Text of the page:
Monday, January 26, 2009

Accepting Obama's Challenge

Yesterday, Jon Robbins, my sophomore English teacher and husband of the pastor at Sheepscott Community Church, told me a story about what happened to him after he heard President Obama's Inaugural Speech and its challenge to work toward solutions on our own. Jon said he had run his errands and was on his way home when he approached St. Patrick's, the Catholic church in Newcastle. A large sign advertising a blood drive beckoned. "I gave blood," said Robbins.

The President's speech "had an effect," said Robbins. Now, I am sure Mr. Robbins has given blood before. I failed to ask. For all I know he gives blood every month. This probably was not an earth shaking move for this classically educated English teacher who now binds books by hand--complete with gold-edged pages. His point, I think, was that the President's speech had an effect, however humble.

Though I wish I could say I have made similar moves, humble or not, today I saw a local opportunity for someone trained in the trades to make a difference in a seriously Obama-ish way.

In Bath, the state's first Regional School Unit, RSU 1 is "seeking a student centered instructor with knowledge of new, electrical alternatives, including solar and wind." Now is the chance for someone with these critical skills to help the community, state, nation and globe in one fell swoop.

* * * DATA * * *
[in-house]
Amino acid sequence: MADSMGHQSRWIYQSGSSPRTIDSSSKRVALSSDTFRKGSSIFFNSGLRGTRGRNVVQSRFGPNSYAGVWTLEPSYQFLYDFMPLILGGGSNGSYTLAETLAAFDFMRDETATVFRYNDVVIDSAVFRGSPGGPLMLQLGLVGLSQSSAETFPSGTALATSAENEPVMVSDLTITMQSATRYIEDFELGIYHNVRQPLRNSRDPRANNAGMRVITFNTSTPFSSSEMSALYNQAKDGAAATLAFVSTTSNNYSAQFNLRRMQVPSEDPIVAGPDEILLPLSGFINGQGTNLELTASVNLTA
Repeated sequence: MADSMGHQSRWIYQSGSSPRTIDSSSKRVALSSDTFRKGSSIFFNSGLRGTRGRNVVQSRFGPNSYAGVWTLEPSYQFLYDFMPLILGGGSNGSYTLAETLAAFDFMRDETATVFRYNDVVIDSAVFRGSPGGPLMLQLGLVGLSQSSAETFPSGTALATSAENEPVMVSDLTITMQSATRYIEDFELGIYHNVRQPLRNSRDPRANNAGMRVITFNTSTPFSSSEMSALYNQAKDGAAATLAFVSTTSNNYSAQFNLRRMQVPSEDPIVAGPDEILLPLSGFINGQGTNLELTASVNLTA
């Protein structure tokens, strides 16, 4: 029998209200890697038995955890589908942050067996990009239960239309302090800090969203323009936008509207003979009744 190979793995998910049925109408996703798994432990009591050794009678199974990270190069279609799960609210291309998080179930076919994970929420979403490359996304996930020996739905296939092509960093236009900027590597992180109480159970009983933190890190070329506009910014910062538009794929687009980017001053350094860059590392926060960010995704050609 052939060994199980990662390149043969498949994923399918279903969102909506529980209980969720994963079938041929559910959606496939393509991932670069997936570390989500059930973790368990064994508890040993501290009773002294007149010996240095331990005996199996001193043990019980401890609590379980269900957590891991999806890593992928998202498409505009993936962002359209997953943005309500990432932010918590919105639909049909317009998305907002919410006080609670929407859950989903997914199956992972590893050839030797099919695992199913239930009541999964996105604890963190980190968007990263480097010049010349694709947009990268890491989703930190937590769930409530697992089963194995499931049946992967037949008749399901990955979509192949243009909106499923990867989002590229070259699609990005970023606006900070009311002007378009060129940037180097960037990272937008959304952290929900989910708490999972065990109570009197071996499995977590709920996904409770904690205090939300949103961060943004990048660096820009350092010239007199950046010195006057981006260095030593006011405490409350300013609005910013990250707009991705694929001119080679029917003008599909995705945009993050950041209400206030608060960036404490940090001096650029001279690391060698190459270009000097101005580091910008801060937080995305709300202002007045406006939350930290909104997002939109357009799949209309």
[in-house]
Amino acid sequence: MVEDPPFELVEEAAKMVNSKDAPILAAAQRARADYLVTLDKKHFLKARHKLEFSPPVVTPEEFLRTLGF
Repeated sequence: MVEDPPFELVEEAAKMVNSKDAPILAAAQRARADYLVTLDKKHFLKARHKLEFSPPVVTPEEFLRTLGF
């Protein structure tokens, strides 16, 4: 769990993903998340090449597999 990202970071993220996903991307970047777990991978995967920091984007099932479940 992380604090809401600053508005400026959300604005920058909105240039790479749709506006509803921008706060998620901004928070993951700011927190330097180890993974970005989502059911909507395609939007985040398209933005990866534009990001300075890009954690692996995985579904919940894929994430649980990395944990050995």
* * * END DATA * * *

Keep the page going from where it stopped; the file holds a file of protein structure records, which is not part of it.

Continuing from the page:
This is when I wish I had fewer liberal arts and frou-frou skills. I mean, can a lovely plié and a well choreographed dance effect much positive change in an economic disaster? Actually, I believe they can. However, that does not keep me from envying those with more practical, Whole Earth Catalog skills. (I can can, though--and not just the dance.)

This Bath vocational school work, helping teenagers get some semblance of a useful trade as we move away from fossil fuels, seems nearly as important to the world as the work of my public service heroes, Doctors Without Borders. No, whomever takes this Bath job will not be dodging bullets from the Janjuweed or risking Ebola virus in the Congo. However, he or she will almost certainly have to bob and weave with the dissonant rhythms of adolescence and institutional learning, motion that when repeated sometimes can make one feel under attack and a bit ill.

Whom do we know who could give this job the weight and attention it deserves? We know a lot of people you and me. For more information go to the Maine teacher job website.


Andrea said...

I'm certain your impeccable balance would be a great asset when installing solar panels on steep metal roofs...sounds like a great job and hope your search soon yields a similarly great job in more frou-frou areas.

snoozetska said...

Does C know anyone who might take on this job?